First Citizens Bank does not have licence to operate in Guyana – BoG

Scotiabank sale
Following Scotiabank’s announcement that it has sold its operations in Guyana to First Citizens Bank Limited (FCB), the Bank of Guyana (BoG) has stated that the Trinidad-based commercial bank does not have a licence to operate here.

Scotiabank’s Carmichael Street, Georgetown branch

FCB recently published a notice in the Trinidad Guardian on its decision to enter into a purchase and sale agreement with the Canada-based Bank of Nova Scotia (BNS) to purchase its operations in Guyana.
This was confirmed in a statement by Scotiabank Guyana on Wednesday, in which it said that the agreement is subject to regulatory approval and customary closing conditions.
However, Central Bank, in a statement on Thursday, said not only did FCB and Scotiabank enter the agreement without informing the BoG, the Trinidad bank does not have a licence to operate in Guyana.
“FCB has not submitted an application, in keeping with the requirements of the Financial Institutions Act 1995 (FIA), to the BOG to acquire control of a bank (BNS) operating in Guyana,” the brief missive from the Central Bank detailed.

No permission
In fact, Governor of BoG, Dr Gobind Ganga, told Guyana Times on Thursday that Scotiabank has to get permission from the Bank of Guyana before it proceeds to enter into any agreement to sell its operations here, in accordance with Section 12 of the FIA.
“They can’t sell, transfer, or anything before they get permission from the Bank of Guyana. That’s a requirement… Their sale is subject to our approval,” he contended.
This, Dr Granga explained, is to allow for the Central Bank to conduct the necessary mandatory assessments of the transaction, including in this case the company seeking to enter Guyana’s banking market.
“Even if [FCB] submit an application in the near future, we have to do our assessments with respect to the requirements, and those requirements include our objectives in terms of what we need from another financial institution entering the Guyana market,” he explained.
Dr Ganga made reference to Scotiabank’s previous attempt to sell its operations in Guyana to Republic Financial Holdings Limited, which was halted after the BoG – having done its assessment – found that if the transaction had gone through with RBL, which is already operating in Guyana, then it would have jeopardised the local market.
“So, as you can see, we have to do our assessment from different perspectives…Any applicant will have to judge with respect to the merit of the application from the perspective of our requirements and our objectives going forward,” he contended.
Nevertheless, the BOG Governor went on to reveal that they received correspondence today from Scotiabank Guyana basically detailing what was mentioned in its public statement on Wednesday.
“They indicated to us that they have this agreement of sale with First Citizens, and they’re applying with respect to Section 12 of the Financial Institution Act to execute the sale, but we cannot execute a sale unless we know for sure [about the transaction and the company buying the operations here],” Dr Ganga stated.
On this note, the Governor said the BoG will soon commence assessment of the transaction. Notwithstanding, he noted that Scotiabank plays an important role in Guyana’s banking sector, and by extension the country’s economy.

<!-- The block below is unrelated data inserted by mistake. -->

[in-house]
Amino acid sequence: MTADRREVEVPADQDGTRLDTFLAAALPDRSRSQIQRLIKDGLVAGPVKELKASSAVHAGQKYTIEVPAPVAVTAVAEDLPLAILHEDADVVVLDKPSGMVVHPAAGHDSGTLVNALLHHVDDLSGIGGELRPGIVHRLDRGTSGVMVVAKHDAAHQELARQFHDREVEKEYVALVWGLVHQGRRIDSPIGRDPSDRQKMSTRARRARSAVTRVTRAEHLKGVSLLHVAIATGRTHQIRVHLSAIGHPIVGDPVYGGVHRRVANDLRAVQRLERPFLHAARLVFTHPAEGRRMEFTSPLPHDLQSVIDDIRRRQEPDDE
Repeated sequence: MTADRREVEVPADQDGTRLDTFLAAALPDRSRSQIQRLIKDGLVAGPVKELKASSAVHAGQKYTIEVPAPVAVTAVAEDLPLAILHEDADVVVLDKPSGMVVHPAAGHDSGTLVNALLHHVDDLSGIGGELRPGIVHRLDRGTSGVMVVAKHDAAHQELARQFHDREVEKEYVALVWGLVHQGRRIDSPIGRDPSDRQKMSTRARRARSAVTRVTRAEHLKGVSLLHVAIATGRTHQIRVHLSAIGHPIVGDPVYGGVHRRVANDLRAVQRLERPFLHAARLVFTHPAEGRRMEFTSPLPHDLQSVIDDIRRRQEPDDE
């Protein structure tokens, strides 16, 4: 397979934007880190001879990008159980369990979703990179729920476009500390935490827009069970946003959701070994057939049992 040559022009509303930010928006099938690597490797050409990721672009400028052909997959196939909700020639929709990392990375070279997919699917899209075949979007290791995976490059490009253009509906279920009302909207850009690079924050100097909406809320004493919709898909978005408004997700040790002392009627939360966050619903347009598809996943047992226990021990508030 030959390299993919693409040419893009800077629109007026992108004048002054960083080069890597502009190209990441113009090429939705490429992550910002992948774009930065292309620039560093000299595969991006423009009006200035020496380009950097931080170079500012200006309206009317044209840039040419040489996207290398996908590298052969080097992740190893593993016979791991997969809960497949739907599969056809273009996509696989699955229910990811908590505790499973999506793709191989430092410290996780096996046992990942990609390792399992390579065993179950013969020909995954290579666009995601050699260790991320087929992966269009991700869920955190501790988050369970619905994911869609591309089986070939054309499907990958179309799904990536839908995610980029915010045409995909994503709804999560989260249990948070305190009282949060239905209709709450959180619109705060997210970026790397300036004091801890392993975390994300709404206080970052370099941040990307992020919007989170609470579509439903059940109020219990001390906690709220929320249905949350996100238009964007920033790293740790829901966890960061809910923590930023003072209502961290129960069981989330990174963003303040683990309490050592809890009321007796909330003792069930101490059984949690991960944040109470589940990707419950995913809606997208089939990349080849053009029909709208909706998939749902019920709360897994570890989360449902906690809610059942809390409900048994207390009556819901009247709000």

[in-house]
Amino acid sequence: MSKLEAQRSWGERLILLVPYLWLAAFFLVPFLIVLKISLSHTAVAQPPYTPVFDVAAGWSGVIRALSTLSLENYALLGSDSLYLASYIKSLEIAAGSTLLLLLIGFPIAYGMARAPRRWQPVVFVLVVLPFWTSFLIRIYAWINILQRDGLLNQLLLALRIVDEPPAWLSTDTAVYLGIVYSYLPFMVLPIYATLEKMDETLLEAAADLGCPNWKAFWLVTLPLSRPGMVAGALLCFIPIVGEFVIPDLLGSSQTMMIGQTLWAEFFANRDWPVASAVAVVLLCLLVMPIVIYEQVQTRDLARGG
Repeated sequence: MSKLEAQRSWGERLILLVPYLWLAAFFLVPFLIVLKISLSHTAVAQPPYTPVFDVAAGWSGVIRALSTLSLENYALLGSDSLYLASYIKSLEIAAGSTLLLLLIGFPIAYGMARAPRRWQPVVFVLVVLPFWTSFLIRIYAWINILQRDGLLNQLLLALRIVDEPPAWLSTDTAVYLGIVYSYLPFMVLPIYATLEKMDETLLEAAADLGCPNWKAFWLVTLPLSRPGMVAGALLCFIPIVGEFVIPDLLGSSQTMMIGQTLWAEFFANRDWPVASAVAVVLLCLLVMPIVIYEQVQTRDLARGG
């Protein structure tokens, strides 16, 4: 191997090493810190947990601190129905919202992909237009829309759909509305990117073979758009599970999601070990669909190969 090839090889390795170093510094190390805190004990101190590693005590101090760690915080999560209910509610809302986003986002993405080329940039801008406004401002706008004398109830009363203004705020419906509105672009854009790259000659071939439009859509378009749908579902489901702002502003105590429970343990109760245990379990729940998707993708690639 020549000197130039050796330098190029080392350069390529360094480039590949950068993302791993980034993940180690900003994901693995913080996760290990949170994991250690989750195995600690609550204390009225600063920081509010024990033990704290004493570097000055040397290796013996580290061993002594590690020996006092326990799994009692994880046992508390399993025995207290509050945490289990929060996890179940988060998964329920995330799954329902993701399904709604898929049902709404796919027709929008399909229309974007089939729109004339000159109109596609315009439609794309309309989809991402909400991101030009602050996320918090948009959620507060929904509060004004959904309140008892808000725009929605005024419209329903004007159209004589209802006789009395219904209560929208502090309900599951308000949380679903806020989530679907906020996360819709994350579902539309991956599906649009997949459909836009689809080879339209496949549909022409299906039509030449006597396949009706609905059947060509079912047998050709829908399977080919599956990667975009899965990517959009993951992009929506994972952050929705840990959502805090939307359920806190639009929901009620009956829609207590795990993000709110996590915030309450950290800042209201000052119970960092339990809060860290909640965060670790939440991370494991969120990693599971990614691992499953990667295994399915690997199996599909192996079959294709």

“I hope that will continue until such time (as) we determine what will happen with respect to the sale,” Dr Ganga posited.
In its missive on Wednesday, Scotiabank did indicate that until regulatory approvals are obtained and the transaction is closed, it will continue operating in Guyana “as usual”.
Scotiabank’s Guyana operations currently encompass four branches and approximately 180 employees. The Canada-based bank noted that these employees will all be retained upon the transfer of operations to First Citizens.
Headquartered in the Republic of Trinidad and Tobago, First Citizens offers a full range of retail, corporate and investment banking services, as well as wealth management, trustee and brokerage services to clients through its operations in Barbados, Costa Rica, St Lucia, St Vincent and the Grenadines, and Trinidad and Tobago.

Premature and inappropriate
Meanwhile, the announcement of the sale between the two banks has been described as premature and inappropriate by the Guyana Government.
“I wish to say that the Government of Guyana considers it extremely unfortunate that this transaction was announced, considering that any such transaction is subject to a specified regulatory process… We consider it premature to announce a transaction of this nature, particularly given that the regulatory process to consider the request for such a transaction is yet to be initiated, much less concluded,” Senior Minister with responsibility for Finance, Dr Ashni Singh, said on Wednesday.
Scotiabank has, for some time, been looking to sell its operations in Guyana, and in 2019, had its application to sell to RBL denied by the BoG.
At the time, Dr Ganga, had told Guyana Times that the application was denied in light of concerns about “concentration” and “competition”, which would have negative impacts on the country’s financial system.
Apart from its Guyana operations, Scotiabank was also looking to sell its operations in St Maarten, Anguilla, St. Kitts and Nevis, Antigua and Barbuda, Grenada, Dominica, St Lucia, and St Vincent and the Grenadines. (G8)